Prosecutor says there’s no case against whistle-blowing journalist Mike Parson targeted
Press the F12 key on your keyboard.
What you see is an HTML source code. According to Missouri Governor Mike Parson, you are now officially a hacker. Luckily, Cole County Prosecutor Locke Thompson—a member of Parson’s party—disagrees.
The governor had a problem and attempted to prosecute a whistle-blowing journalist to solve it. Parson’s administration left approximately 100,000 social security numbers (SSNs) and addresses of school teachers, counselors, and administrators available in the HTML code on a publicly viewable state-run website—all a mere click away from hand feeding identity thieves.
Enter our hero Josh Renaud, journalist and web developer for the St. Louis Post-Dispatch. Renaud saw what appeared to be a social security number in HTML code on the Missouri Department of Elementary and Secondary Education (DESE) website. He gathered three teachers and confirmed that SSNs had been exposed.
Renaud did the right thing. He notified the DESE as well as the teacher’s union and waited a few days while the state corrected the data breach. He proceeded to write an expose in the St. Louis Post Dispatch about the state of Missouri neglecting cyber security and endangering teachers’ identities.
“My actions were entirely legal and consistent with established journalistic principles,” says Renaud.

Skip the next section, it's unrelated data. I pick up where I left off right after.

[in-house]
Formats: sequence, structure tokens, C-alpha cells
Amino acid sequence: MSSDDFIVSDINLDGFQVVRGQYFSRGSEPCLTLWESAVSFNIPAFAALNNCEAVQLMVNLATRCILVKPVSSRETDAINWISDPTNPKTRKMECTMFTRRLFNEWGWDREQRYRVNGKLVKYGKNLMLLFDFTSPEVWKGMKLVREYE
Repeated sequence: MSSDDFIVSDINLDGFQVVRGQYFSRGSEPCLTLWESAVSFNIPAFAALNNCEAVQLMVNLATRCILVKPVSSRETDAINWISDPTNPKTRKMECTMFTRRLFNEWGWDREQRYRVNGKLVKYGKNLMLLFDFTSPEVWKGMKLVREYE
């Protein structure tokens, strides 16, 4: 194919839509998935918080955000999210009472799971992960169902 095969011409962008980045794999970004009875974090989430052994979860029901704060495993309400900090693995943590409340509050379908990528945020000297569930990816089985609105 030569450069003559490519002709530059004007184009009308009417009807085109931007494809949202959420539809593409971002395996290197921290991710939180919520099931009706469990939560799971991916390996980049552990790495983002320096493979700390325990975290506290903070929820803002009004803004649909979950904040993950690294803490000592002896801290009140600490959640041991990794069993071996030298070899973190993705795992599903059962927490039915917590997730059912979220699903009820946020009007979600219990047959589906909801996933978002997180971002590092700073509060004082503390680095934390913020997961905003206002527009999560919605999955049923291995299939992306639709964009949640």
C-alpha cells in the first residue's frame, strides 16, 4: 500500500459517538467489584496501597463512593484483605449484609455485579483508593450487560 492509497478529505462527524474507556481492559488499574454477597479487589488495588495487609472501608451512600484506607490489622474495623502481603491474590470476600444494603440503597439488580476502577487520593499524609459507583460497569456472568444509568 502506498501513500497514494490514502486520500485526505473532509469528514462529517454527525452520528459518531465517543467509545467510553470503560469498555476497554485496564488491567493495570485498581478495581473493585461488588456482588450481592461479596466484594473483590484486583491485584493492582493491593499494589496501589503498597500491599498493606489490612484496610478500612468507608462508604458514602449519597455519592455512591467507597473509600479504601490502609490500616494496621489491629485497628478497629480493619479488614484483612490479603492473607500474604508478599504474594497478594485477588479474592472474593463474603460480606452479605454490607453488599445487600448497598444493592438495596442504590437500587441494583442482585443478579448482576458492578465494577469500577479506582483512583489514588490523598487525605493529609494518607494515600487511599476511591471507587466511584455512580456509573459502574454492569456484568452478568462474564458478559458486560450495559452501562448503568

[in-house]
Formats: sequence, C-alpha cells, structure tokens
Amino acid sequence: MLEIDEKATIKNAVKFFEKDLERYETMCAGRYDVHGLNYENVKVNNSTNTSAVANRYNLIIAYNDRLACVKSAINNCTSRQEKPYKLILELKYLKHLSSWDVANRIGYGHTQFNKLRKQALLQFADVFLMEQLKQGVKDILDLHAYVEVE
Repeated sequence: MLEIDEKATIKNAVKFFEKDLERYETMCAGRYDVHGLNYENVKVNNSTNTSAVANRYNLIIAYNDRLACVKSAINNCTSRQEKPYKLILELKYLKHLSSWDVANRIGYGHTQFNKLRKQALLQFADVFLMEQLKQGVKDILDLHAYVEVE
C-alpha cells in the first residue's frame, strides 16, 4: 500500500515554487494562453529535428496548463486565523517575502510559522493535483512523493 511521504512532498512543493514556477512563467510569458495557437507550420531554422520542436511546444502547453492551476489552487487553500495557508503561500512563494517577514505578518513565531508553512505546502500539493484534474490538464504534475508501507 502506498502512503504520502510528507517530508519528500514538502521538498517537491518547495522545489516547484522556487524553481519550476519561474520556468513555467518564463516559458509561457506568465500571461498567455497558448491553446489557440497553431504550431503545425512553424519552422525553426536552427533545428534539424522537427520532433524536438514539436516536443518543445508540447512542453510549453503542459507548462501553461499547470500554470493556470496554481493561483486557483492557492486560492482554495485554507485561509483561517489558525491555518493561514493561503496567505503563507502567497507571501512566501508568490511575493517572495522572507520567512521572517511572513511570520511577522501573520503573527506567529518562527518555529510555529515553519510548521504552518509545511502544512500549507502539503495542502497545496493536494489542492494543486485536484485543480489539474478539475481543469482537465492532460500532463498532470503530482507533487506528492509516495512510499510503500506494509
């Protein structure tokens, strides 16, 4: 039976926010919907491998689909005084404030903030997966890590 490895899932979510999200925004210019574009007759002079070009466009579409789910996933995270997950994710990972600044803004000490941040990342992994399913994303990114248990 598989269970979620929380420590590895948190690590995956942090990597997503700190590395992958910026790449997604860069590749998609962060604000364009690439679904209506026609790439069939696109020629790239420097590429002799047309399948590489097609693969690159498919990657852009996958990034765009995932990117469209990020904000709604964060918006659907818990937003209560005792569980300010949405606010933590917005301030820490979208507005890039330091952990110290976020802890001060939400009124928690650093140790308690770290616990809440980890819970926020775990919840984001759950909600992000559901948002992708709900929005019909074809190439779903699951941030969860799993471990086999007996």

What Parson did next is prime example of cold-blooded politics.
The governor instructed Education Commissioner Margie Vandeven to send a message to every Missouri teacher stating:
“An individual took the records of at least three educators, unencrypted the source code from the webpage, and viewed the social security number of those specific educators.”
This was Renaud’s verification process before turning over his findings to authorities.
Parson tried to prosecute the messenger. Piling onto the national conservative trend to blame the media, Parson held a press conference where he described Renaud’s actions as a sophisticated multi-step hack.
“This individual is not a victim,” said Parson in the news conference. “They were acting against the state agency to compromise teachers in an attempt to embarrass the state and sell headlines for their news outlet.”
Parson had the Missouri Highway Patrol investigate Renaud over the past four months and recommended prosecution for the watchdog journalist. The investigation is over, and Prosecutor Thompson says there are no grounds for charging Renaud.
“It is not in the best interest of Cole County citizens to utilize the significant resources and taxpayer dollars that would be necessary to pursue misdemeanor criminal charges in this case,” says Thompson.
A faulty state-run site is Parson’s problem. A good Samaritan journalist just showed the issue existed. The governor thought he could shift the blame from himself and take down a news source exposing his bad side. He was wrong.
“This was a political persecution of a journalist, plain and simple,” says Renaud.
The problem existed before Renaud. Missouri’s state-run websites may as well be run by a steam engine.
Parson claimed that Renaud was acting against the state to shame his administration. A journalist’s job is to hold those in power accountable. If news coverage embarrasses Gov. Parson—well, he should try not to be an embarrassment.
There is only one actual hack through this saga: Mike Parson.